The Samuel Warden House is an important local example of late nineteenth-century Second Empire style architecture built by a Mount Pleasant businessman/entrepreneur. The Warden House is one of the many high style houses constructed as a result of the wealth the coal and coke industry brought to small communities throughout the Western Pennsylvania. This house is was typical of the houses of its time with elaborate interior detailing including marble fireplaces, servant's quarters, chandeliers, carriage entrances, and servants call boxes. Today, the Warden House is one of the best preserved of the houses surviving from the late nineteenth century in Mount Pleasant.
Mount Pleasant, a town laid out in circa 1797, became a borough in 1828. The early development of the town was the result of agriculture and transportation related activities along the Glades Pike (Route 31). With the completion of the Mount Pleasant and Bradford Railroad in 1871, Mount Pleasant became an important industrial area. A nine foot vein of coal lies under Mount Pleasant, which is part of the Connellsville Coke Region. The stimulus of coal and coke in this area brought Mount Pleasant tremendous industrial growth in the late nineteenth century. Many farmers across the region were selling their land to coal developers and moving to towns to work in factories. It was during this period of industrial development in the 1880s that many large Church Street houses like the Warden House were built in Mount Pleasant. Church Street became an area with numerous late nineteenth century higher style houses. Not only was growth seen in the factories and housing, but in churches and schools as well. Population in Mount Pleasant grew from 4,114 in 1879 to 8,091 in 1882.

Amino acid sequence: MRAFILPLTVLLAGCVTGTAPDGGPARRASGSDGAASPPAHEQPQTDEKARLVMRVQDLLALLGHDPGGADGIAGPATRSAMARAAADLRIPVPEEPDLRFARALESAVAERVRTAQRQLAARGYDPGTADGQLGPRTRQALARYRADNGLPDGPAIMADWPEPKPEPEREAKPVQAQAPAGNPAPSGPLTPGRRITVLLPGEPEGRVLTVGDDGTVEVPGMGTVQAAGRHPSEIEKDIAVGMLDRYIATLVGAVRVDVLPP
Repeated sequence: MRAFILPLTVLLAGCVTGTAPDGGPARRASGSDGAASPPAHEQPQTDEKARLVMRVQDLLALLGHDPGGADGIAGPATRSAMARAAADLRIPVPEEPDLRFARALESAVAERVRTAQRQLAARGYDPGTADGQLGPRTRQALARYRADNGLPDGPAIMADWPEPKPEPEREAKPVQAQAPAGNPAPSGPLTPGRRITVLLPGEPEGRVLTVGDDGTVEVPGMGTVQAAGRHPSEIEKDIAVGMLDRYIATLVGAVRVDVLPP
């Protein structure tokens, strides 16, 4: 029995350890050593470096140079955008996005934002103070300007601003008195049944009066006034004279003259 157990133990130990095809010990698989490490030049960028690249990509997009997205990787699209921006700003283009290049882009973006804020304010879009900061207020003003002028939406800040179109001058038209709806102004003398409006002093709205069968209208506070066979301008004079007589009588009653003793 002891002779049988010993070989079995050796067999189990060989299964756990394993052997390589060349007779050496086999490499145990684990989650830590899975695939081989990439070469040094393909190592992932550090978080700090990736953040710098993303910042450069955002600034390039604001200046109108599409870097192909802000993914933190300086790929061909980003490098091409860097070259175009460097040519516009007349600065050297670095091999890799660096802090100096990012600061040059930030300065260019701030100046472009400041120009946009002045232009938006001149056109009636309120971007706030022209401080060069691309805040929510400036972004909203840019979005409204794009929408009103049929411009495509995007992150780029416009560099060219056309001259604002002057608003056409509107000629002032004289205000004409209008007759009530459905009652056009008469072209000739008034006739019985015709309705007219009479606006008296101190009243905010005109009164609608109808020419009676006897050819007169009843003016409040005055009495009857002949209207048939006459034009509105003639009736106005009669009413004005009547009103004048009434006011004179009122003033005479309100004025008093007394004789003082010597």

The real impetus for industrial development of the area, though, was the introduction in the Pittsburgh area of the Bessemer process in 1859, which required coke as a fuel. Many of the older families in the Mount Pleasant area had begun developing coal mines and small coking complexes on their property, or selling their property to industrial developers who did so. This was later followed by the onset of the Panic of 1873. The Panic allowed some operators, who had retained enough wealth, to buy out their various competitors, and accumulate the assets for larger production. Henry Clay Frick, for instance, started his business career as a clerk in his uncle's store on Main Street in Mount Pleasant. He was able to corner the largest share of the small coking complexes in the region by 1890 and eventually built a multi-million dollar industry around them.
It became clear that the greater Connellsville area, including Mount Pleasant, was not only a major producer of coke, but also that it had some of the best metallurgical coal reserves in the world. A network of small mining and coking complexes developed along rail lines that followed the lines of the Connellsville portion of the Pittsburgh Coal Seam, running northeast to southwest along the western foot of the Chestnut Ridge (the western most ridge of the Alleghenies). The network of mining towns was approximately thirty miles long and only three miles wide, with major centers of capital and commerce at the larger towns evenly distributed along the length of the seam at Uniontown, Connellsville, Scottdale, Mount Pleasant, Greensburg, and Indiana.